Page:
An American Pogrom (Review)Historians in the News
tags: terrorism, racism, Jim Crow, Reconstruction, North Carolina, Wilmington Massacre
Atlantic Monthly, 426 pp., $28.00; $17.99 (paper; to be published in January 2021)
Political violence, especially around elections, has a long history in the United States. In the antebellum era, white nativist Protestants often rioted against Catholic immigrants because of the perceived threat of Irish voters and their “popery.” In the New York City draft riots of 1863, white mobs murdered African-Americans over conscription into the Union Army. During Reconstruction, political terror and murder became an almost normal part of southern politics. In 1871 white mobs in Meridian, Mississippi, killed approximately thirty blacks in political violence that first broke out during a court trial. In 1873 in Colfax, Louisiana, as many as 150 African-Americans were killed, many execution-style, as white mobs rejected the results of a gubernatorial election.
But the coup in Wilmington, North Carolina, in November 1898 may deserve first place in this nineteenth-century gallery of horrors. That month there was a concerted, carefully planned, and successful effort to violently suppress the black vote, eliminate black elected officials, and restore white control of the city of Wilmington, as well as the entire state, to the Democrats for the cause of white supremacy. Leaders of the coup employed tactics ranging from vicious newspaper propaganda and economic intimidation to arson and lynching. Dozens of African-Americans were killed and black political life in the area was snuffed out in a matter of days: 126,000 black men were on the voter rolls of North Carolina in 1896; by 1902, only 6,100 remained.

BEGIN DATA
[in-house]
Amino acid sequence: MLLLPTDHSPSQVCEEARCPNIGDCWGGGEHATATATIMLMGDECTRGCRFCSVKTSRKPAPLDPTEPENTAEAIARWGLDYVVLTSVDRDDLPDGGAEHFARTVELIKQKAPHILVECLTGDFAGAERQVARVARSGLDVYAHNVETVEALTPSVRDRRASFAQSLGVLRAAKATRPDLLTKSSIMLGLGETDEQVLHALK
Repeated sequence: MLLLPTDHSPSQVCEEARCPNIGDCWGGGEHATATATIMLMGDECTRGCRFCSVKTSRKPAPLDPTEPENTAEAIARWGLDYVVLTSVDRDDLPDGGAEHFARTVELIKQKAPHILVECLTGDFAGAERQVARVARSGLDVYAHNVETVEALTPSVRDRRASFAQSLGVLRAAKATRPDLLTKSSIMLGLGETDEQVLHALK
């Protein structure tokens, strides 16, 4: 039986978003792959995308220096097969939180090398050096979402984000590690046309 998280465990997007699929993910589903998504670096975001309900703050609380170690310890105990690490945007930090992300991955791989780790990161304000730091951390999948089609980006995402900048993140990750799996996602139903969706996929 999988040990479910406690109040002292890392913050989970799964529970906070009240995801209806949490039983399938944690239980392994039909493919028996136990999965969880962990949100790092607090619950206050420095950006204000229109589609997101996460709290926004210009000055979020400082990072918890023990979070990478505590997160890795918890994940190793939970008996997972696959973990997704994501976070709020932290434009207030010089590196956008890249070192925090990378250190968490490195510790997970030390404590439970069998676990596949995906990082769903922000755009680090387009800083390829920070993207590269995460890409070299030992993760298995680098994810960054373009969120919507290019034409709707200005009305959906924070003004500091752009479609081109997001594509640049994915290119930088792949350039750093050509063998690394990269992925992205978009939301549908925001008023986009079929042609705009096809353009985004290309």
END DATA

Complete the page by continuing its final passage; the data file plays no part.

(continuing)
What happened in Wilmington has long been a highly debated problem in historical memory, with the facts obscured for generations by the coup’s perpetrators and their apologists. David Zucchino’s engaging and disturbing book, Wilmington’s Lie, not only vividly reconstructs the events of 1898 but reveals the mountain of lies that has stood in the way of a truer, if not a reconciled, history. All those in America who do not understand the old and festering foundation of contemporary voter suppression should read this book. The Democrats of 1898 in North Carolina had the same aims, and some of the same methods, as today’s Republican vote suppressors, scheming and spending millions of dollars to thwart the right to vote with specious claims about “voter fraud.”
Wilmington’s bleak story of voter suppression stems from a tale of two Reconstructions. One involved the experience of defeated white Confederates and their sons and daughters; the other rested in the achievement of civil and political rights for emancipated black North Carolinians.
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